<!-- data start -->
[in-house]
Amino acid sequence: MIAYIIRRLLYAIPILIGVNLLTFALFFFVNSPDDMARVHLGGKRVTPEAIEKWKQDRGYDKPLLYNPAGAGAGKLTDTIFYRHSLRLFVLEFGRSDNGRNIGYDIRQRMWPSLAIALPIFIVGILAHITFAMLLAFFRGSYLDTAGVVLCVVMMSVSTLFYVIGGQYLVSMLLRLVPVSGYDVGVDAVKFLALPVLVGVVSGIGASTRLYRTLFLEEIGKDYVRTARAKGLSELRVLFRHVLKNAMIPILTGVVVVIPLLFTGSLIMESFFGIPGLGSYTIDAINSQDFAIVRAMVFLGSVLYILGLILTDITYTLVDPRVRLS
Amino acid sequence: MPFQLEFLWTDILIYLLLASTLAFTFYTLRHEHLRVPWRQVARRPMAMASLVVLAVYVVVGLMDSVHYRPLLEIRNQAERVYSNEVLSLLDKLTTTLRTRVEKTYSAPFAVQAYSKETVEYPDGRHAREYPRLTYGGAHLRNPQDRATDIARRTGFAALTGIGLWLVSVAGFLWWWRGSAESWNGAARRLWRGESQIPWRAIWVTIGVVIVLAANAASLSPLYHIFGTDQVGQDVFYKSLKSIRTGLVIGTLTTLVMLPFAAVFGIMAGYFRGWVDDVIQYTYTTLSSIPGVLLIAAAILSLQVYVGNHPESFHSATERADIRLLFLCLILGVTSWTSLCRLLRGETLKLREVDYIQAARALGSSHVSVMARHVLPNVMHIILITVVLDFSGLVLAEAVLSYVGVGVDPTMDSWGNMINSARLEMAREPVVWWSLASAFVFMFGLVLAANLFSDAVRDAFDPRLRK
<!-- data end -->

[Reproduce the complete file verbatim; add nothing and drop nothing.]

[in-house]
Amino acid sequence: MIAYIIRRLLYAIPILIGVNLLTFALFFFVNSPDDMARVHLGGKRVTPEAIEKWKQDRGYDKPLLYNPAGAGAGKLTDTIFYRHSLRLFVLEFGRSDNGRNIGYDIRQRMWPSLAIALPIFIVGILAHITFAMLLAFFRGSYLDTAGVVLCVVMMSVSTLFYVIGGQYLVSMLLRLVPVSGYDVGVDAVKFLALPVLVGVVSGIGASTRLYRTLFLEEIGKDYVRTARAKGLSELRVLFRHVLKNAMIPILTGVVVVIPLLFTGSLIMESFFGIPGLGSYTIDAINSQDFAIVRAMVFLGSVLYILGLILTDITYTLVDPRVRLS
Amino acid sequence: MPFQLEFLWTDILIYLLLASTLAFTFYTLRHEHLRVPWRQVARRPMAMASLVVLAVYVVVGLMDSVHYRPLLEIRNQAERVYSNEVLSLLDKLTTTLRTRVEKTYSAPFAVQAYSKETVEYPDGRHAREYPRLTYGGAHLRNPQDRATDIARRTGFAALTGIGLWLVSVAGFLWWWRGSAESWNGAARRLWRGESQIPWRAIWVTIGVVIVLAANAASLSPLYHIFGTDQVGQDVFYKSLKSIRTGLVIGTLTTLVMLPFAAVFGIMAGYFRGWVDDVIQYTYTTLSSIPGVLLIAAAILSLQVYVGNHPESFHSATERADIRLLFLCLILGVTSWTSLCRLLRGETLKLREVDYIQAARALGSSHVSVMARHVLPNVMHIILITVVLDFSGLVLAEAVLSYVGVGVDPTMDSWGNMINSARLEMAREPVVWWSLASAFVFMFGLVLAANLFSDAVRDAFDPRLRK